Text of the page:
Another interesting point about today's ride is that I used a new bit. I finally got my full cheek french link snaffle in the mail and I was impressed with the difference already. I also got a pair of bit keepers, I haven't used those before with my old full cheek, not sure if it makes any difference, but whatever. I really stayed out of his mouth and gave him super light contact the whole ride. He never braced and was more responsive to turns than ever before. He was working the bit more and had a great foamy slime going on after the ride. He was also less resistant for our stretches and backing at the end of the ride. Backing was probably the single biggest improvement. So, good choice, I think!

Wednesday, January 6, 2010


I was supposed to have my lesson today but we had to reschedule because the insurance company for the barn hadn't signed off yet on Karin as an instructor. The barn in owned by a lawyer so everything has to be by the book. So, next Wednesday at 10 am is the day. I rode anyway and Karin watched quietly for a little while.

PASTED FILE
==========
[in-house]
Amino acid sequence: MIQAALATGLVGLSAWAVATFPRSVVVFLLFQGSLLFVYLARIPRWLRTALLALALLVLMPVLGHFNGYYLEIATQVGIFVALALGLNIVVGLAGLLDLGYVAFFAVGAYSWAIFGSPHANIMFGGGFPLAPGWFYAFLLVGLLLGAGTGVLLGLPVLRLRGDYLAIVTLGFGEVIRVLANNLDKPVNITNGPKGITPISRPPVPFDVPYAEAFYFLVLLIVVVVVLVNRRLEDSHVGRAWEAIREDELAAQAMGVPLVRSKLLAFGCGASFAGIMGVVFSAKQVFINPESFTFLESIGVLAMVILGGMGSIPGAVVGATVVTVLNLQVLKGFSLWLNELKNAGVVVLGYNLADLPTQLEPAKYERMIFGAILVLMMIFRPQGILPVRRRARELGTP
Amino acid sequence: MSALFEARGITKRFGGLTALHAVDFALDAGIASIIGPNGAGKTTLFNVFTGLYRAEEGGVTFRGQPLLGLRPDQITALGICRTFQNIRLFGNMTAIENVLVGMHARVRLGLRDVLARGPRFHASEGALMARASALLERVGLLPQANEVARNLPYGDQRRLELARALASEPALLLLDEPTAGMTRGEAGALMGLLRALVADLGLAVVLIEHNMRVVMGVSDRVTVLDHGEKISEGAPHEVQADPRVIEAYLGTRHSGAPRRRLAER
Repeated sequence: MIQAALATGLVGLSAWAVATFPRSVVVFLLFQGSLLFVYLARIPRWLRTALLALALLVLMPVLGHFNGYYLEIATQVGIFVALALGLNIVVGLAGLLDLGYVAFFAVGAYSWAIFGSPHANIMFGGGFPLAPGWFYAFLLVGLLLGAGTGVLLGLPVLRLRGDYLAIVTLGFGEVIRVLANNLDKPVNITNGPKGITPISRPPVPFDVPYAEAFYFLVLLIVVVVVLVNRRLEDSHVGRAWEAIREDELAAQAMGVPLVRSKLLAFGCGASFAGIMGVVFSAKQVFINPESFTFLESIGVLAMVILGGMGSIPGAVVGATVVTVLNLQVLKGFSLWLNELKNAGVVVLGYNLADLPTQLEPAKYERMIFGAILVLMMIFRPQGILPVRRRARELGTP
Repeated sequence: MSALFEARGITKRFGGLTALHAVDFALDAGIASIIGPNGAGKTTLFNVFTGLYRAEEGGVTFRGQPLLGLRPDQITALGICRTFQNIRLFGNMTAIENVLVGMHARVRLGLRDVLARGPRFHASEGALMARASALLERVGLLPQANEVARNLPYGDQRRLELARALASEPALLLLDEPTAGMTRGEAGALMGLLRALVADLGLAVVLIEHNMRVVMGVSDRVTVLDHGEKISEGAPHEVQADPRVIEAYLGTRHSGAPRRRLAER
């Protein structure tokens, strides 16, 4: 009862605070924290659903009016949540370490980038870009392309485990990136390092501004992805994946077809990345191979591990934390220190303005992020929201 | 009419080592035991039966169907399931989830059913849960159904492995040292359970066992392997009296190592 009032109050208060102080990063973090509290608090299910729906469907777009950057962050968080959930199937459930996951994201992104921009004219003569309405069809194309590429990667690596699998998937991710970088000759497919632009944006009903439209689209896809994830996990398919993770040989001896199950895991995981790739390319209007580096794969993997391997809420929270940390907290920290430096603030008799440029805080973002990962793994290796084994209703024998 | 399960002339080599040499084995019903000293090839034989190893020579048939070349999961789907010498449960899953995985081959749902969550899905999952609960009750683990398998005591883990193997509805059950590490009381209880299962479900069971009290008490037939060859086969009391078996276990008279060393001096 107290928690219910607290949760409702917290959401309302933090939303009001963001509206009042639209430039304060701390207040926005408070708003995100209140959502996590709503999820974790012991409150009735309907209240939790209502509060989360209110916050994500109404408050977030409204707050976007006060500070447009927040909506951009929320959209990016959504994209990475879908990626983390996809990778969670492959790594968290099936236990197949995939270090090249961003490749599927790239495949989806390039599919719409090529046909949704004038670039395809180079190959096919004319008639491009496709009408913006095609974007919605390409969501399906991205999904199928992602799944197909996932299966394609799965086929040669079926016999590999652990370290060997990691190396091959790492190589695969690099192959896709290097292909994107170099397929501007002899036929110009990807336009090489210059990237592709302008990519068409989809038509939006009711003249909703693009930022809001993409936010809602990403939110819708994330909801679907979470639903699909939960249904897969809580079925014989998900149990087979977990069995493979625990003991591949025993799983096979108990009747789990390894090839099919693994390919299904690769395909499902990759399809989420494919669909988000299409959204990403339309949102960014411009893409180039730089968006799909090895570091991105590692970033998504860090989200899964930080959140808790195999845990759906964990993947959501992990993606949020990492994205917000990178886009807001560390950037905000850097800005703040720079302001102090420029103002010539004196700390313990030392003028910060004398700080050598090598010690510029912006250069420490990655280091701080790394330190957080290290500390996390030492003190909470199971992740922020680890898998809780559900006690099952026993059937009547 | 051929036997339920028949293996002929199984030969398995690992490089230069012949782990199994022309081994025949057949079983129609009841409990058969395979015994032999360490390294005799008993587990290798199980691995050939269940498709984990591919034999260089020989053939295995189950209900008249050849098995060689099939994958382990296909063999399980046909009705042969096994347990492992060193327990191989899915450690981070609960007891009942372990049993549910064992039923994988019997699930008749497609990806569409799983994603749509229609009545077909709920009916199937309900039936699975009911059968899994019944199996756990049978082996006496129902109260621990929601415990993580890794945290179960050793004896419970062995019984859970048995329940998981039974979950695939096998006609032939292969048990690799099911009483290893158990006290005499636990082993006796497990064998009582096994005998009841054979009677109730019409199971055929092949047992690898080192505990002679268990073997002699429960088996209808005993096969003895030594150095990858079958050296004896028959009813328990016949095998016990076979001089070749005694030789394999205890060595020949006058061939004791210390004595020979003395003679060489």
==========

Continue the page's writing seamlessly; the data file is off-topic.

Boomer is getting much better at cantering and I don't feel like he is rushing at all anymore! He was acting a little bit fruity about a few areas of the arena and would shy away from them. One of the in gates and the dressage letter A were giving him trouble so I focused on those spots for a while until he would go by them without resistance. That actually took about 15 minutes of trotting back and forth in front of those areas because I got fed up with his shying and decided that I wasn't going to let him get away with ANYTHING. So, we trotted by until he was relaxed and then we halted and side passed over to the scary area and stood there for a while. That really worked and he was fine going all the way along the rail for the rest of the ride. We worked on some leg yields along the wall which was interesting. We did two different exercises, one where he was at about a 45* angle towards the rail, and one 45* away from the rail and he was supposed to leg yield straight along the rail. Facing the rail was easier for him and he really was crossing over and starting to collect himself. Facing away from the rail it was difficult for him to hold back and go sideways when he had a wide open space in front of him to trot off into. So, facing the rail, he did great in both directions and he was pretty average facing away from the rail- more forward than sideways but not so much that we ever got to the center line, he just wasn't really crossing his back legs.